Is it time To Call The Top On The Free From Bull Market?
Free from has been the darling of the grocery category for a number of years now. With volume and value struggling in conventional areas of stores, retailers have flocked to a category growing 20% year on year.
The story has been one of a virtuous cycle – played out across the ambient and chilled shelves of Europe and beyond: Stores have given Free From more space in store, which brings more innovative products and brands onto the shelves, this brings in more shoppers to the Free From category, this in turn drives up rate of sale and value and convinces retailers to allocate even more space at the next range change cycle.
However, I don’t want to be the one to spoil the party but anyone who has ever heard me talk about Free From knows I add a downbeat coda at the end of all my talks. I have a worry with Free From and I call it the ‘dirty little secret’.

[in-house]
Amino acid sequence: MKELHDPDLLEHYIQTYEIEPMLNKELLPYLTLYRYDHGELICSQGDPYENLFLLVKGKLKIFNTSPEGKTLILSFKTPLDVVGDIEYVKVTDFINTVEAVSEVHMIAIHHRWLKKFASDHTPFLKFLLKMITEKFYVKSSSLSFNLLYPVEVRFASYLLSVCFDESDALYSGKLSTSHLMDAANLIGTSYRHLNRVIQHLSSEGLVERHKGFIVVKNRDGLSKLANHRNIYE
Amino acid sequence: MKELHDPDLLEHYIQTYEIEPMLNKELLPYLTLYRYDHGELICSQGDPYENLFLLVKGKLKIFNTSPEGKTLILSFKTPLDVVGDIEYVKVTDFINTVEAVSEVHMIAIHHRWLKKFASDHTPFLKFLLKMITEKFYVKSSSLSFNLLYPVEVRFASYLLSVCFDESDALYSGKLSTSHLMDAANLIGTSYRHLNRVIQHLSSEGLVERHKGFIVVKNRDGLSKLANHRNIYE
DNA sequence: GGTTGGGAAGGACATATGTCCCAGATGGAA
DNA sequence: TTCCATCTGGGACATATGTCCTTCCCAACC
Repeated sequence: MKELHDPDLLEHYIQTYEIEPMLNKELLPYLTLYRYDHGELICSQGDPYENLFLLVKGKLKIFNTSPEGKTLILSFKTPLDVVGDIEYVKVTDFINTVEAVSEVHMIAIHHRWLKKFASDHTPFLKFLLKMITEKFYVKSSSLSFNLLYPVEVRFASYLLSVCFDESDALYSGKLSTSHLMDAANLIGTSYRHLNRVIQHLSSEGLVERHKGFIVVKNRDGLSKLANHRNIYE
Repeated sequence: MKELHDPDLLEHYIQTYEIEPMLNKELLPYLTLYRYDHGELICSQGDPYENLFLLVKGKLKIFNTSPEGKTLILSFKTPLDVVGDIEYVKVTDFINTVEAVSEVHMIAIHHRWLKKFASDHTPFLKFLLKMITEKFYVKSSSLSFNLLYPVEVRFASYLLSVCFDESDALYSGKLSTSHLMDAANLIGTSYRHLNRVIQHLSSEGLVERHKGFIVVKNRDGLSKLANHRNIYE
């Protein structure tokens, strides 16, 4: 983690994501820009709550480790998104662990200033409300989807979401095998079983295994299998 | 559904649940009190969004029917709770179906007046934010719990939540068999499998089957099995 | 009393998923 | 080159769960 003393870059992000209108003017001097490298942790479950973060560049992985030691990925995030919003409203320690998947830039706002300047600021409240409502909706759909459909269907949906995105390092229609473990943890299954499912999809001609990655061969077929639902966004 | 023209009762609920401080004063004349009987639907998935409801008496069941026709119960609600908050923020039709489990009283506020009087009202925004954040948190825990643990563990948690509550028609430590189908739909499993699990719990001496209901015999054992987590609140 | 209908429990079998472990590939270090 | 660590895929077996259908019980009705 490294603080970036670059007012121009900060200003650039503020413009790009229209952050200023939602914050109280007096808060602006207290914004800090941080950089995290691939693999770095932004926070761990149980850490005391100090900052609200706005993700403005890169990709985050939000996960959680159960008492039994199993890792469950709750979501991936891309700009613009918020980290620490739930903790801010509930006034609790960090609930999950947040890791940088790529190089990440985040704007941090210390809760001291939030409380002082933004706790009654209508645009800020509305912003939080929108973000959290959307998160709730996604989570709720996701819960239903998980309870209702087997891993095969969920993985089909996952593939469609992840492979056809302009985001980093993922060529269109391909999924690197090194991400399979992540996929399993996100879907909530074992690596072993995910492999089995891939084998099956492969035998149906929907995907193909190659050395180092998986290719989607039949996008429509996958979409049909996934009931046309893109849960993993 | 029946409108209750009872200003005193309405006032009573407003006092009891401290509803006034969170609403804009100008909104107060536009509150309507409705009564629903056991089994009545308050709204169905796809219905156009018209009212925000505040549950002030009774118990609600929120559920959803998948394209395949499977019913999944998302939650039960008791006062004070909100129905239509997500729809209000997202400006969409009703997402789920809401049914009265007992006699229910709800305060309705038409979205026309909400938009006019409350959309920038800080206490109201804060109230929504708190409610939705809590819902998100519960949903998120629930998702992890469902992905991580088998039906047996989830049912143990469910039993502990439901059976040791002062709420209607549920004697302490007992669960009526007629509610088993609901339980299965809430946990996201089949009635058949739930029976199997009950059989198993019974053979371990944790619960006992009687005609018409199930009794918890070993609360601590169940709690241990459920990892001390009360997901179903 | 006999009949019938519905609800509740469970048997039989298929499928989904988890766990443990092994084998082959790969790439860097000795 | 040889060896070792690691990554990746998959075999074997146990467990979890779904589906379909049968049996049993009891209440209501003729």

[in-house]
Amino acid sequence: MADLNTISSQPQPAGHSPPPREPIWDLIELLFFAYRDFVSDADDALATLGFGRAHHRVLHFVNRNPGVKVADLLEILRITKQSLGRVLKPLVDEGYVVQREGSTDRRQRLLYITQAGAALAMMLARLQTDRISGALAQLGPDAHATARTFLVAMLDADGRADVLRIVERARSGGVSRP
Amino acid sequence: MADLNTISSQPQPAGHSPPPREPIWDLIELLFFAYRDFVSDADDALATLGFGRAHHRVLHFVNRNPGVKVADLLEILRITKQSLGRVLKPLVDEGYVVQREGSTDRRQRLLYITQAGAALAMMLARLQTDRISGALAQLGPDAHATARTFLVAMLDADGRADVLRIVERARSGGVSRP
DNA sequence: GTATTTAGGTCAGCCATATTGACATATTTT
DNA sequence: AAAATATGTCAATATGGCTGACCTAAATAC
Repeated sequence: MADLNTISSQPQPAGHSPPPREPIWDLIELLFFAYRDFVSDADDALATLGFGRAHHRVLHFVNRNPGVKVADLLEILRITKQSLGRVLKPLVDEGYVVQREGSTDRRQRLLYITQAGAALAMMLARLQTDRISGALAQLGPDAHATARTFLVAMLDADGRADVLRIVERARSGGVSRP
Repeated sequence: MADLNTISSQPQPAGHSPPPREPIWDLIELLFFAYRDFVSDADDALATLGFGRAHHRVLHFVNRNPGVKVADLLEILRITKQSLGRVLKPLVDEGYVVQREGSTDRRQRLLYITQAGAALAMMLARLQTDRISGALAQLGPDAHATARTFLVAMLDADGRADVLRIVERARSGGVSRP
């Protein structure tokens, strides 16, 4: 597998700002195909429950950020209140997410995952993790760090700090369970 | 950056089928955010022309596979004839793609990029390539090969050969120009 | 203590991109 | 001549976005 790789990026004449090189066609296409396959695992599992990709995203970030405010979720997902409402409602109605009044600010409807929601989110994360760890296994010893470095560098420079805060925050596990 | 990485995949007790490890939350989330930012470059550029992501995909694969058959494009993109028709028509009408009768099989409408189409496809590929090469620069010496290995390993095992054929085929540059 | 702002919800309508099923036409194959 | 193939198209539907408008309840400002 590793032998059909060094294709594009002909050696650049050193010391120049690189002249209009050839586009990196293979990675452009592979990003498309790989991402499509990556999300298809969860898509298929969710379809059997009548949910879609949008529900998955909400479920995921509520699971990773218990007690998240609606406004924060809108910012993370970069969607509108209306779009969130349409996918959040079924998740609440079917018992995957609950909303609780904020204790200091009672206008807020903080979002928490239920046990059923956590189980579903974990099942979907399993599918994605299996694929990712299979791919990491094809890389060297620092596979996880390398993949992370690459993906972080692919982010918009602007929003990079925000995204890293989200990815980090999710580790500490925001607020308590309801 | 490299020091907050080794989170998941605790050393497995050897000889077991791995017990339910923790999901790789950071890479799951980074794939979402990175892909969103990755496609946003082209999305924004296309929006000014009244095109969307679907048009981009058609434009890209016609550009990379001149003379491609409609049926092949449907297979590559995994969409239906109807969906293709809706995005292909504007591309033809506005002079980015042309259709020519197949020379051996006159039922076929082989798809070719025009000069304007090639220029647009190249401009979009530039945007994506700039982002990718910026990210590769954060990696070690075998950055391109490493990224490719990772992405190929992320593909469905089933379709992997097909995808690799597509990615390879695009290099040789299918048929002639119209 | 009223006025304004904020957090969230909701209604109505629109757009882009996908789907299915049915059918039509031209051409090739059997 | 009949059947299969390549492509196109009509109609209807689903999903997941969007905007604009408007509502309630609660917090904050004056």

Simply put: Free From has grown in recent years by attracting new Lifestyle (eg non medical need) shoppers into the category on a wave of wellbeing-lifestyle-health feel good. Yet the truth is, gram for gram, Free From products are often worse on many key macronutrients than conventional products – fat, sugar, salt etc.
There are often reasons for this nutritional divergence eg technical challenges, a desire for better taste/texture etc. But the fact remains – the growth has come from people who don’t actually need to exclude wheat/gluten but think that doing so is in some way ‘better for you’. However, on the evidence of many product macronutrients, its not. I see this issue as the ticking of a clock.
That’s why I’m urging Free From companies to hurry up and improve the health status of their products. How long before the various daily news and blog articles criticising Free From out starts to make a real impression in sales figures?
Its one of the facts of life that you can’t call the top of a market until the peak has been passed (just as you can’t call the bottom until you are past it either). Now, no one would dare to call time on Free From’s golden age just yet, but there are a number of voices out there warning that the Free From growth bull run can’t go on for ever.
I don’t think there is any need to panic in the short term. However the good, progressive companies will be thinking through how they are going to move their brands and products on, how they develop them so that when the day comes and there is a downturn in Free From sales, then they are positioned to survive the inevitable retail shake out that will come.